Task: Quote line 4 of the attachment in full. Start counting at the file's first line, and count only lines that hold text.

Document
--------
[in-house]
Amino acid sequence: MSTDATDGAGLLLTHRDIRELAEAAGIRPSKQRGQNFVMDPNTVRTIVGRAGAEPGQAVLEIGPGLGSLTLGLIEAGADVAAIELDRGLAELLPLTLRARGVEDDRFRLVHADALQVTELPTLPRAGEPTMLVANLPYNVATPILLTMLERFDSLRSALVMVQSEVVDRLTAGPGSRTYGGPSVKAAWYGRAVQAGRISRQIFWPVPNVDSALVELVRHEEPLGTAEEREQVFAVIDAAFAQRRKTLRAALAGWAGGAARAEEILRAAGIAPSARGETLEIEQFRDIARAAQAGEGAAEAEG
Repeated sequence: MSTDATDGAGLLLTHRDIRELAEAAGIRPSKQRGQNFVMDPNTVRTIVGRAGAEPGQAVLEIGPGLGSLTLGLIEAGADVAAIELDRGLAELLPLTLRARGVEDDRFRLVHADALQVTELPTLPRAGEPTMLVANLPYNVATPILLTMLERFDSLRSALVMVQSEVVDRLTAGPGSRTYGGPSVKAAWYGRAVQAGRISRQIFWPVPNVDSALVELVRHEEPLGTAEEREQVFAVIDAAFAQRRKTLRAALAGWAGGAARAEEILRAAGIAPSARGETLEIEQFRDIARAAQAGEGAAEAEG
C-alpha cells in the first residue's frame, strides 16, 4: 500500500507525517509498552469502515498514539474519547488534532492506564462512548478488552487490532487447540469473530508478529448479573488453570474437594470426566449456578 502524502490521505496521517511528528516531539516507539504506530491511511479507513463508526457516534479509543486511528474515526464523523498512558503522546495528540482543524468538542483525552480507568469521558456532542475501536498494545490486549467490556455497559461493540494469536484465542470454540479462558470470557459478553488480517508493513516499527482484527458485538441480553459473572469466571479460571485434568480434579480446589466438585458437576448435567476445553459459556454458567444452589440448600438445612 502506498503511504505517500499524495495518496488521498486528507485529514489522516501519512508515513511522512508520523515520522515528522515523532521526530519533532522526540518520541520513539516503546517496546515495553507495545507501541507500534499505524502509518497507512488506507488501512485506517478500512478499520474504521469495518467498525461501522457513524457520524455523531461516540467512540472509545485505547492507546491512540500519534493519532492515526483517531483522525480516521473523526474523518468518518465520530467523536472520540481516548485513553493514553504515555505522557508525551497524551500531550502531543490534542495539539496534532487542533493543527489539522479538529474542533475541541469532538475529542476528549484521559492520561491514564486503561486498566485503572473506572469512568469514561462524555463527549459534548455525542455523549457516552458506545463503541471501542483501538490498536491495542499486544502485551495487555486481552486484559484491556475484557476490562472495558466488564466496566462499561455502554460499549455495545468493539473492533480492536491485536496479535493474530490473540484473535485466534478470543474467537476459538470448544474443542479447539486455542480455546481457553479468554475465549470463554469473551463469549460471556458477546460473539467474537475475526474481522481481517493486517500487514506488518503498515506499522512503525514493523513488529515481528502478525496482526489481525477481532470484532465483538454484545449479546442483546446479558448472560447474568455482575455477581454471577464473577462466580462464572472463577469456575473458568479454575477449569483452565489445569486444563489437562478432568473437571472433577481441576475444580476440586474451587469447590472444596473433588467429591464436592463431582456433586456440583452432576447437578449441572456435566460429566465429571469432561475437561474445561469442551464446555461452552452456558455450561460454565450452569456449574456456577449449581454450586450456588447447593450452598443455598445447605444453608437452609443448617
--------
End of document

C-alpha cells in the first residue's frame, strides 16, 4: 500500500507525517509498552469502515498514539474519547488534532492506564462512548478488552487490532487447540469473530508478529448479573488453570474437594470426566449456578 502524502490521505496521517511528528516531539516507539504506530491511511479507513463508526457516534479509543486511528474515526464523523498512558503522546495528540482543524468538542483525552480507568469521558456532542475501536498494545490486549467490556455497559461493540494469536484465542470454540479462558470470557459478553488480517508493513516499527482484527458485538441480553459473572469466571479460571485434568480434579480446589466438585458437576448435567476445553459459556454458567444452589440448600438445612 502506498503511504505517500499524495495518496488521498486528507485529514489522516501519512508515513511522512508520523515520522515528522515523532521526530519533532522526540518520541520513539516503546517496546515495553507495545507501541507500534499505524502509518497507512488506507488501512485506517478500512478499520474504521469495518467498525461501522457513524457520524455523531461516540467512540472509545485505547492507546491512540500519534493519532492515526483517531483522525480516521473523526474523518468518518465520530467523536472520540481516548485513553493514553504515555505522557508525551497524551500531550502531543490534542495539539496534532487542533493543527489539522479538529474542533475541541469532538475529542476528549484521559492520561491514564486503561486498566485503572473506572469512568469514561462524555463527549459534548455525542455523549457516552458506545463503541471501542483501538490498536491495542499486544502485551495487555486481552486484559484491556475484557476490562472495558466488564466496566462499561455502554460499549455495545468493539473492533480492536491485536496479535493474530490473540484473535485466534478470543474467537476459538470448544474443542479447539486455542480455546481457553479468554475465549470463554469473551463469549460471556458477546460473539467474537475475526474481522481481517493486517500487514506488518503498515506499522512503525514493523513488529515481528502478525496482526489481525477481532470484532465483538454484545449479546442483546446479558448472560447474568455482575455477581454471577464473577462466580462464572472463577469456575473458568479454575477449569483452565489445569486444563489437562478432568473437571472433577481441576475444580476440586474451587469447590472444596473433588467429591464436592463431582456433586456440583452432576447437578449441572456435566460429566465429571469432561475437561474445561469442551464446555461452552452456558455450561460454565450452569456449574456456577449449581454450586450456588447447593450452598443455598445447605444453608437452609443448617